Be Appointed to a Board of Directors
A board of directors comprises a handful of individuals who oversee the operations and business decisions of company, nonprofit organization, or government agency. If you’d like to serve on a board, you’ll need to have business experience and the ability to contribute to the company’s financial success. Before seeking appointment on a board of directors, you should already be familiar with the type of business you plan to work in, and begin to develop professional relationships with other board members.
Learning About the Company
- Decide which type of board you would like to serve on. Both for-profit and nonprofit companies have boards of directors. While it may be easier to find a board seat with a nonprofit, don’t assume that this position will make it easier for you to find a seat on a for-profit board in the future.
- If the company is publicly traded, members of the board of directors are elected by shareholders, which often includes the company’s founder, if the business is still in an early stage. board members can often be nominated for the position by an existing board member. For nonprofits and government agencies, board members may be directly appointed by the CEO or by a government authority (for example, a member of the Cabinet).
- Publicly traded companies often have large boards, while private companies (often younger or smaller businesses) will have fewer directors.
- While large, publicly traded companies often pay their directors large salaries (or with generous stock options), smaller companies or nonprofits may give directors much smaller salaries.
- Investigate board openings in an industry you’re familiar with. Unless you already know the exact company to which you plan to ask for a board appointment, you’ll need to search for companies that would potentially welcome you to their board. The best place to begin your search is online. Check the directories of websites that will provide you with lists of boards that are looking for new directors.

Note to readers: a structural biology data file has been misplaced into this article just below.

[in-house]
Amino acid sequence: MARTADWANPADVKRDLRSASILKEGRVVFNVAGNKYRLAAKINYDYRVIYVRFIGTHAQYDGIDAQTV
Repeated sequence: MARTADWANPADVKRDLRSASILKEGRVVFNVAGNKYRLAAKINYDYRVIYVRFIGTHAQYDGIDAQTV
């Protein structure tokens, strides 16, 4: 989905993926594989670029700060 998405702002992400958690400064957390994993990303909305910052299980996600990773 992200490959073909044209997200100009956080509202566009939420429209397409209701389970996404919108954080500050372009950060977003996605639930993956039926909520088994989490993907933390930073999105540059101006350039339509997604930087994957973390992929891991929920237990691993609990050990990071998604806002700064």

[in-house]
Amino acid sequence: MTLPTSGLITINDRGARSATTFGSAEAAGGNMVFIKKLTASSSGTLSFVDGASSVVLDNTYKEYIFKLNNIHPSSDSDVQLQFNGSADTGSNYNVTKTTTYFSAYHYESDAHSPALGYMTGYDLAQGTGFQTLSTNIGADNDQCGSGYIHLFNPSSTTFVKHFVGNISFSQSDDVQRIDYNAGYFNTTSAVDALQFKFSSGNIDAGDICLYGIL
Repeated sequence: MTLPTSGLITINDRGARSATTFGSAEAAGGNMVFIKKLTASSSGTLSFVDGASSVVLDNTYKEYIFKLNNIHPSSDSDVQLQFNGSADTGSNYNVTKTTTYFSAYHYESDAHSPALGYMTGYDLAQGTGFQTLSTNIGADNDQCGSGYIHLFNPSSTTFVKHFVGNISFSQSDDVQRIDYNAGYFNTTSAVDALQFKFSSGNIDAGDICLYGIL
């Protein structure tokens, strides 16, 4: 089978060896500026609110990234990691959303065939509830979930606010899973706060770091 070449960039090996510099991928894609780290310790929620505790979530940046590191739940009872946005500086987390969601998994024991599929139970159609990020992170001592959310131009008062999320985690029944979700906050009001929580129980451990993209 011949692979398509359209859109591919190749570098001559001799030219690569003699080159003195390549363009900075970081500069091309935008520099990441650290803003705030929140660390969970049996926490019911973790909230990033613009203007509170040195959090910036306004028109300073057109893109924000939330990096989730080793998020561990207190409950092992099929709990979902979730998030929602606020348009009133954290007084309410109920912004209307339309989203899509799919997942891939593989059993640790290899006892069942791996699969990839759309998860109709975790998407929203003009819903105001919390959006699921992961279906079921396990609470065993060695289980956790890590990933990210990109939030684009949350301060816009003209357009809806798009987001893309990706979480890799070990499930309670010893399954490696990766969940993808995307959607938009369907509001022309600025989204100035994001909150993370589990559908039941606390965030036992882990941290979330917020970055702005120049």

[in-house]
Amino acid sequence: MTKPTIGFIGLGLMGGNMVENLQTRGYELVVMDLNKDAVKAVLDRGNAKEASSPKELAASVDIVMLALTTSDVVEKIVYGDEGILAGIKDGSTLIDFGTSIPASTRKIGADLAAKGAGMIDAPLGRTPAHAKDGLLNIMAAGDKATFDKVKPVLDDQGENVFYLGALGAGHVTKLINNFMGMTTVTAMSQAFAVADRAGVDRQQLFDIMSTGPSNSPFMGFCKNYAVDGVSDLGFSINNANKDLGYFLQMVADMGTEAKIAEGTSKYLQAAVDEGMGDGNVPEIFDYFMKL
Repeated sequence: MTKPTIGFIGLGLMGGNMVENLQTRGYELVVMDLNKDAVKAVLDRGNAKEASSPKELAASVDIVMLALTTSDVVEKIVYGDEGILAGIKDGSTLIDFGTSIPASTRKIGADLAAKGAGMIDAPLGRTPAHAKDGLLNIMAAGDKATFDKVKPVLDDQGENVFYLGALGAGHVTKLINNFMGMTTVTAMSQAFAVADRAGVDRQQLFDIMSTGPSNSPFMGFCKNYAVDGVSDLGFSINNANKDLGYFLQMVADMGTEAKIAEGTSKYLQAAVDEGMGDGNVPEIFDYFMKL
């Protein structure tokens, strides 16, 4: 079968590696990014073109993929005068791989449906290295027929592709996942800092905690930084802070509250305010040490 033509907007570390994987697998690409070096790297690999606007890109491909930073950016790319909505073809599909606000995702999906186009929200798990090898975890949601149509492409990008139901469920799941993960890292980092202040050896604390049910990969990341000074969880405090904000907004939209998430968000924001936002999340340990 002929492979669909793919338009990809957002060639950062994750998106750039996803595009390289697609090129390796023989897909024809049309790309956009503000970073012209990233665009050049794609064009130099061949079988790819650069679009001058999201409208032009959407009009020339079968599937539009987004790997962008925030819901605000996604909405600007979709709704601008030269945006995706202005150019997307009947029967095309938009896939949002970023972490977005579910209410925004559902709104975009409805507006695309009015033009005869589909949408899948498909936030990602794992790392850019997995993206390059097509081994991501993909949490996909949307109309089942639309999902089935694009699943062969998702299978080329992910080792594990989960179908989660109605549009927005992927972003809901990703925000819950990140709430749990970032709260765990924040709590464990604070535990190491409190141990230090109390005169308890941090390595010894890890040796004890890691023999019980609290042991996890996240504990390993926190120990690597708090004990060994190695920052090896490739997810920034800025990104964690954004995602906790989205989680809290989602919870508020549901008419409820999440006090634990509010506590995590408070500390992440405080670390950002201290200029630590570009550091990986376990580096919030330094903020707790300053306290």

- Check websites including: BoardnetUSA, Volunteermatch, and Idealist for nonprofit board openings.
- Use personal contacts that you already have to enhance your search. For example, business professors, former employers, or startup CEOs will be valuable advisors as you look for a potential Board to work on.
- Choose a company to which you have something to offer. In order to be considered as a viable candidate for a board of directors, you’ll need to offer expertise and insight to the board. A successful board will be assembles of diverse members, each with their own strength.
By selecting a company which you can directly benefit, you’ll improve your chances of an appointment.
- Many nonprofits and companies will be looking for an individual with financial experience, or a degree in finances. Corporate social-media experience is also currently in high demand.
- Talk with a current director to see if you have credentials that the board is looking for.
- Use your website findings to tailor your company search. The boards looking for new directors should make clear online which credentials they’re looking for.
- Research current board members. Looking into the existing directors—on a single board or across several—will give you a glimpse of what degrees, experience, and credentials are common among directors.
Look to see:
- If there are any gaps in the skills and qualifications of the current directors.
- If any directors are approaching retirement.
- If you could network with any of the directors, through mutual friends, a work associate, or other means.
Forming Personal Connections
- Meet with existing board members. You’ll be far more likely to earn a board appointment if you have a professional and personal relationship with an existing director. Find out who is already on the board of directors, and arrange a meeting with one of these people. A face-to-face meeting will allow you to directly state your case for an appointment as a director.
- Use your professional network to connect you with directors on boards you’d like to serve on. Perhaps you already know someone who knows someone who knows one of these people.
- When you speak to a board member, say something like, “We know each other through Sally - she's my coworker. I’m interested in serving on a board of directors, and would like to learn about your board.”
- If you’d like to be more direct, say, “I’m interested in serving on your board of directors. How can I pursue this opportunity and show my qualifications?”